Nightfall has now come. After a couple of days of travel and poor luck in hunting, Sylvanus succeeded in finding the trail of a wild boar. There is now nothing left of it save bones, but the fragrance of roast boar hangs in the still air.

There is no wind and no cloud; the night is perfectly still. The stars can all be seen, and the moon is shining brightly, casting its silvery blue light through the trees. Ceinwyn is now sleeping; with her dark, black hair, her pale — almost luminous — skin, and white robe, she looks like a marble statue.

Nathella is perched in an ancient and gnarled tree; she begins to call forth sound from her lyre, and to sing. It would be wrong to say that she has broken the stillness, for her melody does not fight the silence as an enemy, but complements it, takes it as harmony. The sharp ears of Sylvanus, awake and nocking an arrow at the snap of a twig, are not disturbed by the song; his muscled chest continues to slowly rise and fall. The haunting melody continues from last night as if it had never been interrupted; it tells of something great, something beyond, something awesome which has been tasted, and yet eludes.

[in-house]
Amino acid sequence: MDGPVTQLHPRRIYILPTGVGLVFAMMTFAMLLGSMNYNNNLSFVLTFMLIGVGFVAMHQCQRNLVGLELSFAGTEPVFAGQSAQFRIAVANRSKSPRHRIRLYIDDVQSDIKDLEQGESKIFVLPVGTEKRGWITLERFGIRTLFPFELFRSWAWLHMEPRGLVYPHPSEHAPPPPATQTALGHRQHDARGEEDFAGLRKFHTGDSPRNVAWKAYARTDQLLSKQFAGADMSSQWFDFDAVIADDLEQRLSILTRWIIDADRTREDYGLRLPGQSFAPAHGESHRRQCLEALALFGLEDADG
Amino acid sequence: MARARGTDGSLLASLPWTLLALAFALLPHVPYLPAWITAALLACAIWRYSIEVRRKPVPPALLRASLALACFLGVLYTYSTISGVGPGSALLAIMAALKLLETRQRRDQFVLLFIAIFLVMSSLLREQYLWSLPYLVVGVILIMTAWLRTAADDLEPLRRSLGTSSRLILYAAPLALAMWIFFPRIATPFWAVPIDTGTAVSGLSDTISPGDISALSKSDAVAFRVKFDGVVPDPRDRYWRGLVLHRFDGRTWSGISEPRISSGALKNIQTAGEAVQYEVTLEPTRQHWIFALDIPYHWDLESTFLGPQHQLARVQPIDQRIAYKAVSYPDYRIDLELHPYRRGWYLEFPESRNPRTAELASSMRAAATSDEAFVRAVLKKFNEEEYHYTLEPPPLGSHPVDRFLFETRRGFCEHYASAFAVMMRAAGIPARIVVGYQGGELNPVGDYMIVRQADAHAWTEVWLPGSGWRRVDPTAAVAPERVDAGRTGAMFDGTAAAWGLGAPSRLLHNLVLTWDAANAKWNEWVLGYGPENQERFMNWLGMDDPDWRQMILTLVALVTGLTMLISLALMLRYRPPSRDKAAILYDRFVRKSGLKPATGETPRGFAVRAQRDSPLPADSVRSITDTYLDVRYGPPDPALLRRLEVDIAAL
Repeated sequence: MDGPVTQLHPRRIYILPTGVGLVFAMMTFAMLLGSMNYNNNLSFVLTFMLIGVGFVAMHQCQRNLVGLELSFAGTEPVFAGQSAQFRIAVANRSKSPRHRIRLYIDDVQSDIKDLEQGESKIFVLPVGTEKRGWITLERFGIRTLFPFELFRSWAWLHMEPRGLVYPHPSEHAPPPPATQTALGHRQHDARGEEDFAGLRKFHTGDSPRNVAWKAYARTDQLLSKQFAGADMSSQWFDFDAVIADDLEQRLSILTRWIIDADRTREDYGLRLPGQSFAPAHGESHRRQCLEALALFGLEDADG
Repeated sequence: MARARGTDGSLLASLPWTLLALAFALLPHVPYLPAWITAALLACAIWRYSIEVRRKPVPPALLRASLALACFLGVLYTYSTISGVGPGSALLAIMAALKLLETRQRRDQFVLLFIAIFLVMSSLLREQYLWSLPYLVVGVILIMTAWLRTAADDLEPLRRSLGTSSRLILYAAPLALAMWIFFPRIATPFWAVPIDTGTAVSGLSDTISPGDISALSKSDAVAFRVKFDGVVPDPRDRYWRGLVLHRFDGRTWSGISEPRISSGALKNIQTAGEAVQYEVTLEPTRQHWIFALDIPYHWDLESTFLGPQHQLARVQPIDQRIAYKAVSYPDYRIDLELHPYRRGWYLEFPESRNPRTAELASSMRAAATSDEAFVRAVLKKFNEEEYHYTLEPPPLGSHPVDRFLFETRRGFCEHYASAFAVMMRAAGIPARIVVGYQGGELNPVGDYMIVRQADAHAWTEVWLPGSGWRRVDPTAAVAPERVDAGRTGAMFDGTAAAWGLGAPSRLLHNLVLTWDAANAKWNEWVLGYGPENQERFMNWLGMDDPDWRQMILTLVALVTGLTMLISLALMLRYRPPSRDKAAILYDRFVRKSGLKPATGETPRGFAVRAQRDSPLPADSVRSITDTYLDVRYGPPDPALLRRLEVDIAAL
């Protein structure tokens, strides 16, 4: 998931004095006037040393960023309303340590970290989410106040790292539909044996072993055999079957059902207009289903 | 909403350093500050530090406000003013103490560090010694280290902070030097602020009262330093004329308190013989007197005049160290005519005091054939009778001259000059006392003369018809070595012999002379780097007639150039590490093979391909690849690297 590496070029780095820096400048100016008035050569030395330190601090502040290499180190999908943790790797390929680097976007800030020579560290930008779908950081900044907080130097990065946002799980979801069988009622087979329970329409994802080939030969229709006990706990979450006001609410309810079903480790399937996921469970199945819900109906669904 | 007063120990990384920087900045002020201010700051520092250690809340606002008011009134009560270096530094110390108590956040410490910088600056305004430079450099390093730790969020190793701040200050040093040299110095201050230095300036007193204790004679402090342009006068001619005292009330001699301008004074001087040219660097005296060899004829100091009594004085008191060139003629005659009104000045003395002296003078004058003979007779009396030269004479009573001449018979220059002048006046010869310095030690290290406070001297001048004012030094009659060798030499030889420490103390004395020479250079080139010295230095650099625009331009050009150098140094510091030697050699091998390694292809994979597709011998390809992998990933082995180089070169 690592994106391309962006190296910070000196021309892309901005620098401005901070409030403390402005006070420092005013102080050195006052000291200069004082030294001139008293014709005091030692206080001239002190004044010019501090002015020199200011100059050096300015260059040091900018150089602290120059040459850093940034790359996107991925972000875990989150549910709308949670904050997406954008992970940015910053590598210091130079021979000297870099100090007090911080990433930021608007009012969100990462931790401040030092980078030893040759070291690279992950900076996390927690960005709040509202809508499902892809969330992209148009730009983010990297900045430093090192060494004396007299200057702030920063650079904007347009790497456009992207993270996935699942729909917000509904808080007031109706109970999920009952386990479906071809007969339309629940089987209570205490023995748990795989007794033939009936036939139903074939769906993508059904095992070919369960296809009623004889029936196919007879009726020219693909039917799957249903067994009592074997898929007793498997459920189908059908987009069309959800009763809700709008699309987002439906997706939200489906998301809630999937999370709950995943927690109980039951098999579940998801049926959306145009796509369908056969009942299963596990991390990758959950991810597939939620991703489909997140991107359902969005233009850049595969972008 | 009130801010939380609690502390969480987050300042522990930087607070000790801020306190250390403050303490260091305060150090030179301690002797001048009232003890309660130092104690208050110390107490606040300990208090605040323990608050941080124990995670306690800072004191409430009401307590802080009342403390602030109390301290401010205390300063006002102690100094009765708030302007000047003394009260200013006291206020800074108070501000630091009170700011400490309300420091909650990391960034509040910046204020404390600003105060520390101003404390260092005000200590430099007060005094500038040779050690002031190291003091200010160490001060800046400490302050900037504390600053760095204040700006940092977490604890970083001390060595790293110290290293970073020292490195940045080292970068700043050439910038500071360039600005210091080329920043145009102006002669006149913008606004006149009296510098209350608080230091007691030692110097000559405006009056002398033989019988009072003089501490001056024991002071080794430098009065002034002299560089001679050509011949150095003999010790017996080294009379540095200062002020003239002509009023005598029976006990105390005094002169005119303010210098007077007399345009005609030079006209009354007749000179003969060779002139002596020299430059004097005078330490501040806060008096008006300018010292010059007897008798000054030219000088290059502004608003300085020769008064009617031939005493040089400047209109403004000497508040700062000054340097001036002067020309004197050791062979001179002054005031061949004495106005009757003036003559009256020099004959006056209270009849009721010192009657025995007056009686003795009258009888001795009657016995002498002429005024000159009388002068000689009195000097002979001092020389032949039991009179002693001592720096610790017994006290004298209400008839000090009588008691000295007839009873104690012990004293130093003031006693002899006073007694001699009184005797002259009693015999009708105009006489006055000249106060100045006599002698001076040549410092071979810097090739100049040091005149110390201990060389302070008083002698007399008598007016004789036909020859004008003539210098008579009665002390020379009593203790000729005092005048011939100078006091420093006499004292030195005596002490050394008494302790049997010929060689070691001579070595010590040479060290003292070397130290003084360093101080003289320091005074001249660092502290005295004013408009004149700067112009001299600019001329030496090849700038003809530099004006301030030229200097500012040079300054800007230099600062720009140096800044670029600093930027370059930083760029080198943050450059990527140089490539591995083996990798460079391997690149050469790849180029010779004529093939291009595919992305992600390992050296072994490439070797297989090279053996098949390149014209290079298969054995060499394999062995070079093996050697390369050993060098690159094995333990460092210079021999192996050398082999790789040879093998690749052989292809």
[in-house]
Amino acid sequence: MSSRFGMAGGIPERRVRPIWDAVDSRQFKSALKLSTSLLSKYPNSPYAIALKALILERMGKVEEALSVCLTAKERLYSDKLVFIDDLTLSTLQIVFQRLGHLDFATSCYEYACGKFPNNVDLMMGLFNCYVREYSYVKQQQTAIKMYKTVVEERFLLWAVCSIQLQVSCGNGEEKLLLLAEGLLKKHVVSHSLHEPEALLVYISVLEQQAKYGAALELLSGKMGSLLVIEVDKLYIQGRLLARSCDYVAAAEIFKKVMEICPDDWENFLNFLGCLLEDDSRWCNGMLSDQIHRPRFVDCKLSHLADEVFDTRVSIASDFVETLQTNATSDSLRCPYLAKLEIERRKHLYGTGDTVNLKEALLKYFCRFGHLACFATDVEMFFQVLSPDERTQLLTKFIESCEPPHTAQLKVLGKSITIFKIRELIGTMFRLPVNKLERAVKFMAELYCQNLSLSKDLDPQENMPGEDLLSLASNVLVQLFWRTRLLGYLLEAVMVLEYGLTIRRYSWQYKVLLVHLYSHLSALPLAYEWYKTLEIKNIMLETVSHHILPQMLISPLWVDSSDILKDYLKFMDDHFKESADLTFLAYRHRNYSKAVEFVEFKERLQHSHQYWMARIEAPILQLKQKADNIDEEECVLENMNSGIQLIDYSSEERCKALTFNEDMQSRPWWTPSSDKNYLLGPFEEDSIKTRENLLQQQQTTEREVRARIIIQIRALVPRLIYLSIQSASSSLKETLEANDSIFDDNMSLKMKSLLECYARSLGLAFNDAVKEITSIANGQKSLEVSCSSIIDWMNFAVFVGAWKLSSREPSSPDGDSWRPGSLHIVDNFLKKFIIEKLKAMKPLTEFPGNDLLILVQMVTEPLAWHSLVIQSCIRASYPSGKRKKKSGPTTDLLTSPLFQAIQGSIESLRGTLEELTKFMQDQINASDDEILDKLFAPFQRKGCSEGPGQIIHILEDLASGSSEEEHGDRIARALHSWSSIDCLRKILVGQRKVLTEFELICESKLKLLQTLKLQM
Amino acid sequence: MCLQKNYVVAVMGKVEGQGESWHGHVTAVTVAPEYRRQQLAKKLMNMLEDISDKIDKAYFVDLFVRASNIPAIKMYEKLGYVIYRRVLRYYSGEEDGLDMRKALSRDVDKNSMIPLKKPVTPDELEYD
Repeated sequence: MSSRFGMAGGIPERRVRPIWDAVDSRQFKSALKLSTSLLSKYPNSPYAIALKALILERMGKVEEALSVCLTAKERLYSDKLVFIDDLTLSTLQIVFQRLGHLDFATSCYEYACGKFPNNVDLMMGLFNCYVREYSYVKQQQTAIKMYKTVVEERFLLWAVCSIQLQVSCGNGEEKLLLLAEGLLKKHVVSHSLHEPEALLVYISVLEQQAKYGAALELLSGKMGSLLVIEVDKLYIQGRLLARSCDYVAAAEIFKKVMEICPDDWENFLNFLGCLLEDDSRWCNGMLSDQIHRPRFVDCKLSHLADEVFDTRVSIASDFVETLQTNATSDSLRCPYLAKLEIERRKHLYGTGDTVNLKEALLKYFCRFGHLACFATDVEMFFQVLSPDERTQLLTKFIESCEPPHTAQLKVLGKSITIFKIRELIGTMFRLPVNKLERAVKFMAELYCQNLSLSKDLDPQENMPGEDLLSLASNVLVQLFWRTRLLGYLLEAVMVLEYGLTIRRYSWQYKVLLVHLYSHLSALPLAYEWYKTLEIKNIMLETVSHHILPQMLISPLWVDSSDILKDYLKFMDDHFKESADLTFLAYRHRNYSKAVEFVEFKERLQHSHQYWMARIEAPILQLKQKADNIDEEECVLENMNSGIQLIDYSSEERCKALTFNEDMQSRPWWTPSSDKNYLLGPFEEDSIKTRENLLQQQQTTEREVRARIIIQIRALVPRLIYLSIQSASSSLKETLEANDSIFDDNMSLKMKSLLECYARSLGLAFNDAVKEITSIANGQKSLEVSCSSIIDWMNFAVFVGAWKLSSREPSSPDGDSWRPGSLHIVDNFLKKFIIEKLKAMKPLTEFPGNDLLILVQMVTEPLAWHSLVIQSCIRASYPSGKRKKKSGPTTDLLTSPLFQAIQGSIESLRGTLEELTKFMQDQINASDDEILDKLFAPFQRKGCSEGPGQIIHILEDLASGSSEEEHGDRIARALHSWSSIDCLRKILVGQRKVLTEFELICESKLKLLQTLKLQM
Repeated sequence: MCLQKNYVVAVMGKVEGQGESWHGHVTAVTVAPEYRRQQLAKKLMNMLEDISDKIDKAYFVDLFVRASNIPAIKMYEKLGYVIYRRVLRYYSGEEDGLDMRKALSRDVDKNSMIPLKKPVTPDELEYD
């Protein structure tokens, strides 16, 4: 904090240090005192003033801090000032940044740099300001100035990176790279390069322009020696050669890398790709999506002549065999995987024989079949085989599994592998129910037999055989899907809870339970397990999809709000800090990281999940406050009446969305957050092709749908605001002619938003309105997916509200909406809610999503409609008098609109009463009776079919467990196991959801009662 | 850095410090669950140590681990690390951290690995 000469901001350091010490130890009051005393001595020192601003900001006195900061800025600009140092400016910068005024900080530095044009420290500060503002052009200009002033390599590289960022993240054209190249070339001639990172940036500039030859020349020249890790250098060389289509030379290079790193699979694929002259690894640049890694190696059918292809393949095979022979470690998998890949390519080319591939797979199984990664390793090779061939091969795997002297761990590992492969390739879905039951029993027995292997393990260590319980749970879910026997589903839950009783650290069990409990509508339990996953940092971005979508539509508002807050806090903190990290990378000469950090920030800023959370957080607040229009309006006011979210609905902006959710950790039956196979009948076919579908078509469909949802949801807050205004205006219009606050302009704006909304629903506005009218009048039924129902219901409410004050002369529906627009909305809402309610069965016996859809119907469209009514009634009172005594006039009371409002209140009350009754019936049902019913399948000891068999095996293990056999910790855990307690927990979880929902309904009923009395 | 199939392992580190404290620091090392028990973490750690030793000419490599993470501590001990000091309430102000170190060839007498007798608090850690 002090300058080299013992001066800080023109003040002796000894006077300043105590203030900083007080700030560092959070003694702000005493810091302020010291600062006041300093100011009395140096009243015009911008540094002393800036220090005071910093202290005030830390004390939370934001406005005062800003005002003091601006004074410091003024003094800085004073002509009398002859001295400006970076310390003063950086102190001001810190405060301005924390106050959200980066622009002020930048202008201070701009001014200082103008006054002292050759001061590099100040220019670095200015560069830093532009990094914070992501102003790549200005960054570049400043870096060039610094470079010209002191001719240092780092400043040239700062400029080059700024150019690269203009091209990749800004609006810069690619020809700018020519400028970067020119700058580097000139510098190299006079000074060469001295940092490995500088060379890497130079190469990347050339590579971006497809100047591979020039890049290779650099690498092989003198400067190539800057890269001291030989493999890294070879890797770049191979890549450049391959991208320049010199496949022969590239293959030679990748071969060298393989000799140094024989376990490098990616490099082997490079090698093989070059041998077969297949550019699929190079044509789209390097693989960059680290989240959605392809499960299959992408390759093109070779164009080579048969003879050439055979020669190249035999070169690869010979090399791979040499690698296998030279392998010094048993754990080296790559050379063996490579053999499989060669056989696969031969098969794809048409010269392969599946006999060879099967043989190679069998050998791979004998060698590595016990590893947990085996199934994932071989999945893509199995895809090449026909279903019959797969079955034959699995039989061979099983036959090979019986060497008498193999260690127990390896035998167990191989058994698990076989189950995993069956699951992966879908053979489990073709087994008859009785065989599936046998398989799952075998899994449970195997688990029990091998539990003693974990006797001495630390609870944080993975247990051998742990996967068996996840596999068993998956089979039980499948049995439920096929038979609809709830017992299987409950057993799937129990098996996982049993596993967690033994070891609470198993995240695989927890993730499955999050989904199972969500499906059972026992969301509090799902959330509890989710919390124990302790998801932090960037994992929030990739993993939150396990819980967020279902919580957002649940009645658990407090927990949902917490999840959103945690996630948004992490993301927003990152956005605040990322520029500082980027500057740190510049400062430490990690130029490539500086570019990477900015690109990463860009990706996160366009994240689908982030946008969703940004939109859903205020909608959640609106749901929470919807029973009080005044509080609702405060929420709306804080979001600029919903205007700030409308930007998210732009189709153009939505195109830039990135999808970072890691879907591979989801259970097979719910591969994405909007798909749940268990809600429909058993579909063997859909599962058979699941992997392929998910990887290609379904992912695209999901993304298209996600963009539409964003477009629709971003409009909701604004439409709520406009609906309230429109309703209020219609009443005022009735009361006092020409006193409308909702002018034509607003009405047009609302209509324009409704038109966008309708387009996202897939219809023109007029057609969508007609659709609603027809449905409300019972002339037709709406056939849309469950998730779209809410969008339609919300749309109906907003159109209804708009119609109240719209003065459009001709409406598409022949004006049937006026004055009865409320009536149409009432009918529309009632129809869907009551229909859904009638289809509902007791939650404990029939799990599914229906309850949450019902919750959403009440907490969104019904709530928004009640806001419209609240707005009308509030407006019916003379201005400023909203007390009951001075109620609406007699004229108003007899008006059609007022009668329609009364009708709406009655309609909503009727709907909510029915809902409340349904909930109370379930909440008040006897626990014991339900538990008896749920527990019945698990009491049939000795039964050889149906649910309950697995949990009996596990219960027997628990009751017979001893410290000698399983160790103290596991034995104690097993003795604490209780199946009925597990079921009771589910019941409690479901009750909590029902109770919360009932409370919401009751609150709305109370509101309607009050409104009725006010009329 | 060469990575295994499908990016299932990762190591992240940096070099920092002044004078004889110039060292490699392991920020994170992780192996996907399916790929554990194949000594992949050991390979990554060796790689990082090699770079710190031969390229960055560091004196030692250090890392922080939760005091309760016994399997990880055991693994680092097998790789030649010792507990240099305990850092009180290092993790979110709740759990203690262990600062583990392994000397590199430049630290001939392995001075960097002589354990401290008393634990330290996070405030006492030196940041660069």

Ola is sitting, encompassed by utter calm. He is listening — to Nathella's song, to the song of the stars, to the silence.

You, also, grow still, and dream of a great, deep, and serene sea.

You are awakened by the fingers of dawn brushing across your face. You can go back to sleep, or you can awaken your companions.